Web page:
Clinical trial of extended-dose chloroquine for treatment of resistant falciparum malaria among Afghan refugees in Pakistan.


Howard, N; Durrani, N; Sanda, S; Beshir, K; Hallett, R; Rowland, M; (2011) Clinical trial of extended-dose chloroquine for treatment of resistant falciparum malaria among Afghan refugees in Pakistan. Malar J, 10 (1). p. 171. ISSN 1475-2875 DOI: https://doi.org/10.1186/1475-2875-10-171

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Abstract

ABSTRACT: BACKGROUND: Falciparum malaria is a significant problem for Afghan refugees in Pakistan. Refugee treatment guidelines recommended standard three-day chloroquine treatment (25mg/kg) for first episodes and extended five-day treatment (40mg/kg) for recrudescent infections, based on the assumption that a five-day course would more likely achieve a cure. An in-vivo randomized controlled trial was conducted among refugees with uncomplicated falciparum malaria to determine whether five-day treatment (CQ40) was more effective than standard treatment (CQ25). METHODS: 142 falciparum patients were recruited into CQ25 or CQ40 treatment arms and followed up to 60 days with regular blood smears. The primary outcome was parasitological cure without recrudescence. Treatment failures were retreated with CQ40. PCR genotyping of 270 samples, from the same and nearby sites, was used to support interpretation of outcomes. RESULTS: 84% of CQ25 versus 51% of CQ40 patients experienced parasite recrudescence during follow-up (adjusted odds ratio 0.17, 95%CI 0.08-0.38). Cure rates were significantly improved with CQ40, particularly among adults. Fever clearance time, parasite clearance time, and proportions gametocytaemic post-treatment were similar between treatment groups. Second-line CQ40 treatment resulted in higher failure rates than first-line CQ40 treatment. CQ-resistance marker pfcrt 76T was found in all isolates analysed, while pfmdr1 86Y and 184Y were found in 18% and 37% of isolates respectively. CONCLUSIONS: CQ is not suitable for first-line falciparum treatment in Afghan refugee communities. The extended-dose CQ regimen can overcome 39% of resistant infections that would recrudesce under the standard regimen, but the high failure rate after directly observed treatment demonstrates its use is inappropriate.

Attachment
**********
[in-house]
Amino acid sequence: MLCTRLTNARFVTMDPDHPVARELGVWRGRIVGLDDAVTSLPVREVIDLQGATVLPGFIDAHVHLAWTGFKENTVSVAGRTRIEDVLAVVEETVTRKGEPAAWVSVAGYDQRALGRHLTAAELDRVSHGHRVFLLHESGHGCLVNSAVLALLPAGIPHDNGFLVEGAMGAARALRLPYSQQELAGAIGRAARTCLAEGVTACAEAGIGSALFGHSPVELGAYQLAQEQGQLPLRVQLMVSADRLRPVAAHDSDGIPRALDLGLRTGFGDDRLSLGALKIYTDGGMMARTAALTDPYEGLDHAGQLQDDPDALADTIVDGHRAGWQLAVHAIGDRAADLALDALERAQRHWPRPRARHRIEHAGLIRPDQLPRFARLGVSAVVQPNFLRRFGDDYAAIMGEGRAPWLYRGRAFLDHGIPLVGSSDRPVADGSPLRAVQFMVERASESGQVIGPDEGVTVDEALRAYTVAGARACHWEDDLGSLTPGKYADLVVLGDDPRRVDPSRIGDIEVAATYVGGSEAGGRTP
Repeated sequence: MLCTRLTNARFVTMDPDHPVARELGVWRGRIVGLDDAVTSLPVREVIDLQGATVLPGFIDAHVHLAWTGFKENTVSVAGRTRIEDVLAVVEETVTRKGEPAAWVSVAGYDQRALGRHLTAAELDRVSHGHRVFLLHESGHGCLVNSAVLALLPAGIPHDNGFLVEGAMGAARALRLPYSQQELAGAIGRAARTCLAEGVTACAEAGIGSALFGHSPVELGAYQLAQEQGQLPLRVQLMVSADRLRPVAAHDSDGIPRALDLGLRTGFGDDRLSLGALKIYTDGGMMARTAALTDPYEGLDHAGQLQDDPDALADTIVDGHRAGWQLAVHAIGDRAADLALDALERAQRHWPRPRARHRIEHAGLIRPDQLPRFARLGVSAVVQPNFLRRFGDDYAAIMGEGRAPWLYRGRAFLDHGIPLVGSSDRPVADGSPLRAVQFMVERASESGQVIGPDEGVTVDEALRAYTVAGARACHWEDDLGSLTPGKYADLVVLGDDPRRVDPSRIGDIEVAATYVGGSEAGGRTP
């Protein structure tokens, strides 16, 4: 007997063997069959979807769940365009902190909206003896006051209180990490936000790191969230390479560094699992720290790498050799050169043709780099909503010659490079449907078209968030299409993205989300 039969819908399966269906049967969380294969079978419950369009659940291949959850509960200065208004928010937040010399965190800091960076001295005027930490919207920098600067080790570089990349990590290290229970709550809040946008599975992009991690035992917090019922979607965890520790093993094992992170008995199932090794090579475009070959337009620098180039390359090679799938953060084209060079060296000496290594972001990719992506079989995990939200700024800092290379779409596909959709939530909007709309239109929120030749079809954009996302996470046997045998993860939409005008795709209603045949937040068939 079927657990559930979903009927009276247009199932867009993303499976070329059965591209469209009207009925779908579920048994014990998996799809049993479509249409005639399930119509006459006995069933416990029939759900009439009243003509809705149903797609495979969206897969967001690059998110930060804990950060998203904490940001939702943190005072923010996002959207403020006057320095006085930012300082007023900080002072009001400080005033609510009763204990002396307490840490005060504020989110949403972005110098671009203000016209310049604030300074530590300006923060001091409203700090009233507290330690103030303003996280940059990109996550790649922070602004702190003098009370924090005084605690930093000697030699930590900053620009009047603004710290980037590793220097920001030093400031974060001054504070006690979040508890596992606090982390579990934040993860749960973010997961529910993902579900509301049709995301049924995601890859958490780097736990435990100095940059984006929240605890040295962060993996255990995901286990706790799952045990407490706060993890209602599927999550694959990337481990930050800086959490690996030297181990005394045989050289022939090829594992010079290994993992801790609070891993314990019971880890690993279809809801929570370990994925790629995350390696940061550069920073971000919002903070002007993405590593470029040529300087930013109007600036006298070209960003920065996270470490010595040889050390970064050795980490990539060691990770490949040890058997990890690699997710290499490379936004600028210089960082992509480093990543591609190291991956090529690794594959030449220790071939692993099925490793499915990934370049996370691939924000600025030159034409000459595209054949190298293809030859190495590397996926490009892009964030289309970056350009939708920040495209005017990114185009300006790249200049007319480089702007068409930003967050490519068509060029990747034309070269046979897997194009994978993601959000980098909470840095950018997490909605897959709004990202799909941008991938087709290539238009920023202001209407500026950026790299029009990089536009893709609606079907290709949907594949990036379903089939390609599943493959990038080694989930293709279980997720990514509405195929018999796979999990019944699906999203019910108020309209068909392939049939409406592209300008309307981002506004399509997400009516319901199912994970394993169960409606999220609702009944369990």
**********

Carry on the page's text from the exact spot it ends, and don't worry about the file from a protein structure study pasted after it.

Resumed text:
Item Type: Article
Faculty and Department: Faculty of Infectious and Tropical Diseases > Dept of Disease Control
Faculty of Infectious and Tropical Diseases > Dept of Immunology and Infection
Faculty of Public Health and Policy > Dept of Global Health and Development
Research Centre: Malaria Centre
Health in Humanitarian Crises Centre
Social and Mathematical Epidemiology (SaME)
PubMed ID: 21699697
Web of Science ID: 292590400001
URI: http://researchonline.lshtm.ac.uk/id/eprint/509

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